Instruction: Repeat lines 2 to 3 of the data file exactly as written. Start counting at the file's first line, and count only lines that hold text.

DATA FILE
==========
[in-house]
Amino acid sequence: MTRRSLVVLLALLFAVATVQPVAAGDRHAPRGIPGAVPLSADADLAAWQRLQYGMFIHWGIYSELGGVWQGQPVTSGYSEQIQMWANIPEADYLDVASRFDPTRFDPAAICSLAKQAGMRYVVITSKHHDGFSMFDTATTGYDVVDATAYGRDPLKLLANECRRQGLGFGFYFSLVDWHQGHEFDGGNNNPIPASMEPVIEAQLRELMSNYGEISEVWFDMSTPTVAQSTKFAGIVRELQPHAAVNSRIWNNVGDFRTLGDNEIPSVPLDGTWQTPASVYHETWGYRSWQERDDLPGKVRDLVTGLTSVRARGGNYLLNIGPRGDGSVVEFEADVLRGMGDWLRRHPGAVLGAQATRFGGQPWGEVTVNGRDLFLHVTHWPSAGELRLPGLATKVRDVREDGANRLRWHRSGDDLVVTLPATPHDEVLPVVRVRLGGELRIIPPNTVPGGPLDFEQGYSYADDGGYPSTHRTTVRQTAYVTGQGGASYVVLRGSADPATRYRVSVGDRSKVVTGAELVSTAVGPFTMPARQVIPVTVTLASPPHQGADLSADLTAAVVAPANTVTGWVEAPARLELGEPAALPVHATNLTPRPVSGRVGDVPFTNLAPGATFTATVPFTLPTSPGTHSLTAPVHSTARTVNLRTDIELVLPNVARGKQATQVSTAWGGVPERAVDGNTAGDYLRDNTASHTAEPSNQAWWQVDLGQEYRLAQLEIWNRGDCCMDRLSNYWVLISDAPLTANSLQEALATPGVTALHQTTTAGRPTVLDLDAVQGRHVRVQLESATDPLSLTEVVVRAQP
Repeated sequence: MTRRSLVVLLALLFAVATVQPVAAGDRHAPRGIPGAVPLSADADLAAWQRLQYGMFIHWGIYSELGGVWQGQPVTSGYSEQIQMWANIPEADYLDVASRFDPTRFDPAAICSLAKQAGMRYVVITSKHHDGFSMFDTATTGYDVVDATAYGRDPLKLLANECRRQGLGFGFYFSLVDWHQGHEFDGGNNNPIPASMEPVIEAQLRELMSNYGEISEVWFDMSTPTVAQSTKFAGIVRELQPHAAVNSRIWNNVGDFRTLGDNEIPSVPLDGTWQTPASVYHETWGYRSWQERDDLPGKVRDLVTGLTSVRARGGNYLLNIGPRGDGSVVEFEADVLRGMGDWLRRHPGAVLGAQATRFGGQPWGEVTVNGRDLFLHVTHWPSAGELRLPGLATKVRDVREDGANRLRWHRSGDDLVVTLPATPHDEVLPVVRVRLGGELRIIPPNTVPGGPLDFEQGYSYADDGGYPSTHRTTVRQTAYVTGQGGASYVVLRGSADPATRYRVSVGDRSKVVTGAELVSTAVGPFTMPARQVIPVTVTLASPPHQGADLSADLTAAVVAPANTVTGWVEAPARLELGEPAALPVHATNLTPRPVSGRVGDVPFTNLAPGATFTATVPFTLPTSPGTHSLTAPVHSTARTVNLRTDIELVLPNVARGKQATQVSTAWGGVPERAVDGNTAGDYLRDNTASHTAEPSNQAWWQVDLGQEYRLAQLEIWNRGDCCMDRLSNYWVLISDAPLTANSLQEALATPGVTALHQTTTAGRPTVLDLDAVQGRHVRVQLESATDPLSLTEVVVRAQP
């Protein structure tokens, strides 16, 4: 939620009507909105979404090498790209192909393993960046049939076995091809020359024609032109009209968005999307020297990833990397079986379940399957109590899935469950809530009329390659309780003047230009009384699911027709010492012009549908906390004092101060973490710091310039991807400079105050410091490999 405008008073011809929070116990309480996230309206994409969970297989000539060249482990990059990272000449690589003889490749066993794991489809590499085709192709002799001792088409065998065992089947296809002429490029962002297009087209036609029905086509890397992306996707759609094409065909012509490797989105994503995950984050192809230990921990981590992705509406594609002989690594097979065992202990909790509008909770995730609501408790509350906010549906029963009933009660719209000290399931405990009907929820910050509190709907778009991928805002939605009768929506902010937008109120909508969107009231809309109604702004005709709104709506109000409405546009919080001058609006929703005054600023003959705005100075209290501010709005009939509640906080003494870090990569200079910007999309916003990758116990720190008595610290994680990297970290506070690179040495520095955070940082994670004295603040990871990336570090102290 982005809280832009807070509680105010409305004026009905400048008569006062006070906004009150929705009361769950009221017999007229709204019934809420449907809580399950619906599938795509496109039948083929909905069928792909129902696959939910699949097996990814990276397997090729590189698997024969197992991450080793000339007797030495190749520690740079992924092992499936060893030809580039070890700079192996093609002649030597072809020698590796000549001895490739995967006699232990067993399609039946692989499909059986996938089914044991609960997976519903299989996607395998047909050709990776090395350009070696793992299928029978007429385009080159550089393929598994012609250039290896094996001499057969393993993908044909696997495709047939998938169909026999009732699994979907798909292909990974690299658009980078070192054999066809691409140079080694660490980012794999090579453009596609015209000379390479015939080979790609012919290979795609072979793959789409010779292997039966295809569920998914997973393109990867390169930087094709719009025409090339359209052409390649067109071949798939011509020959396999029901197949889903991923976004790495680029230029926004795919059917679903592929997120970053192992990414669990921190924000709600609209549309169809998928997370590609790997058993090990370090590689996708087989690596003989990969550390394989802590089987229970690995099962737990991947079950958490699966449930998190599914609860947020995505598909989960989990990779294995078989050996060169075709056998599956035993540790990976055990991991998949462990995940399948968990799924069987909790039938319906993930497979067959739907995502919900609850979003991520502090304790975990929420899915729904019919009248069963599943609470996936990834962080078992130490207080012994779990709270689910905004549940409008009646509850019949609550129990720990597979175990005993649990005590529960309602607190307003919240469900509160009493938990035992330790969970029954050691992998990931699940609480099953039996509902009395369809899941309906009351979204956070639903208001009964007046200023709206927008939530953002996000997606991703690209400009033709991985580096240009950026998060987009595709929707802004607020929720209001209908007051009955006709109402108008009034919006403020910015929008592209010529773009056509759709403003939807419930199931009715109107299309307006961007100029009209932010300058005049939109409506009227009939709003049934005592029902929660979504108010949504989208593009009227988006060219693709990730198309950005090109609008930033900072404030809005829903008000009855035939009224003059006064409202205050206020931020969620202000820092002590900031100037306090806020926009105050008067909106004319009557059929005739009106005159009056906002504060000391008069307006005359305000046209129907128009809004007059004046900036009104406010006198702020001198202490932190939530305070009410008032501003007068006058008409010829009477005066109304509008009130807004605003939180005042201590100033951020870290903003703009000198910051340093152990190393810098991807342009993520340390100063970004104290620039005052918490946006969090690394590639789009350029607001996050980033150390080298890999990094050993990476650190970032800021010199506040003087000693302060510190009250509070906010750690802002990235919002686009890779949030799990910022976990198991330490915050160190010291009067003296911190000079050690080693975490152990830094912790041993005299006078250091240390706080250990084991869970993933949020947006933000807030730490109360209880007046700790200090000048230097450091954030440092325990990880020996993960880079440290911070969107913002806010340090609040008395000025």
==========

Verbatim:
Amino acid sequence: MTRRSLVVLLALLFAVATVQPVAAGDRHAPRGIPGAVPLSADADLAAWQRLQYGMFIHWGIYSELGGVWQGQPVTSGYSEQIQMWANIPEADYLDVASRFDPTRFDPAAICSLAKQAGMRYVVITSKHHDGFSMFDTATTGYDVVDATAYGRDPLKLLANECRRQGLGFGFYFSLVDWHQGHEFDGGNNNPIPASMEPVIEAQLRELMSNYGEISEVWFDMSTPTVAQSTKFAGIVRELQPHAAVNSRIWNNVGDFRTLGDNEIPSVPLDGTWQTPASVYHETWGYRSWQERDDLPGKVRDLVTGLTSVRARGGNYLLNIGPRGDGSVVEFEADVLRGMGDWLRRHPGAVLGAQATRFGGQPWGEVTVNGRDLFLHVTHWPSAGELRLPGLATKVRDVREDGANRLRWHRSGDDLVVTLPATPHDEVLPVVRVRLGGELRIIPPNTVPGGPLDFEQGYSYADDGGYPSTHRTTVRQTAYVTGQGGASYVVLRGSADPATRYRVSVGDRSKVVTGAELVSTAVGPFTMPARQVIPVTVTLASPPHQGADLSADLTAAVVAPANTVTGWVEAPARLELGEPAALPVHATNLTPRPVSGRVGDVPFTNLAPGATFTATVPFTLPTSPGTHSLTAPVHSTARTVNLRTDIELVLPNVARGKQATQVSTAWGGVPERAVDGNTAGDYLRDNTASHTAEPSNQAWWQVDLGQEYRLAQLEIWNRGDCCMDRLSNYWVLISDAPLTANSLQEALATPGVTALHQTTTAGRPTVLDLDAVQGRHVRVQLESATDPLSLTEVVVRAQP
Repeated sequence: MTRRSLVVLLALLFAVATVQPVAAGDRHAPRGIPGAVPLSADADLAAWQRLQYGMFIHWGIYSELGGVWQGQPVTSGYSEQIQMWANIPEADYLDVASRFDPTRFDPAAICSLAKQAGMRYVVITSKHHDGFSMFDTATTGYDVVDATAYGRDPLKLLANECRRQGLGFGFYFSLVDWHQGHEFDGGNNNPIPASMEPVIEAQLRELMSNYGEISEVWFDMSTPTVAQSTKFAGIVRELQPHAAVNSRIWNNVGDFRTLGDNEIPSVPLDGTWQTPASVYHETWGYRSWQERDDLPGKVRDLVTGLTSVRARGGNYLLNIGPRGDGSVVEFEADVLRGMGDWLRRHPGAVLGAQATRFGGQPWGEVTVNGRDLFLHVTHWPSAGELRLPGLATKVRDVREDGANRLRWHRSGDDLVVTLPATPHDEVLPVVRVRLGGELRIIPPNTVPGGPLDFEQGYSYADDGGYPSTHRTTVRQTAYVTGQGGASYVVLRGSADPATRYRVSVGDRSKVVTGAELVSTAVGPFTMPARQVIPVTVTLASPPHQGADLSADLTAAVVAPANTVTGWVEAPARLELGEPAALPVHATNLTPRPVSGRVGDVPFTNLAPGATFTATVPFTLPTSPGTHSLTAPVHSTARTVNLRTDIELVLPNVARGKQATQVSTAWGGVPERAVDGNTAGDYLRDNTASHTAEPSNQAWWQVDLGQEYRLAQLEIWNRGDCCMDRLSNYWVLISDAPLTANSLQEALATPGVTALHQTTTAGRPTVLDLDAVQGRHVRVQLESATDPLSLTEVVVRAQP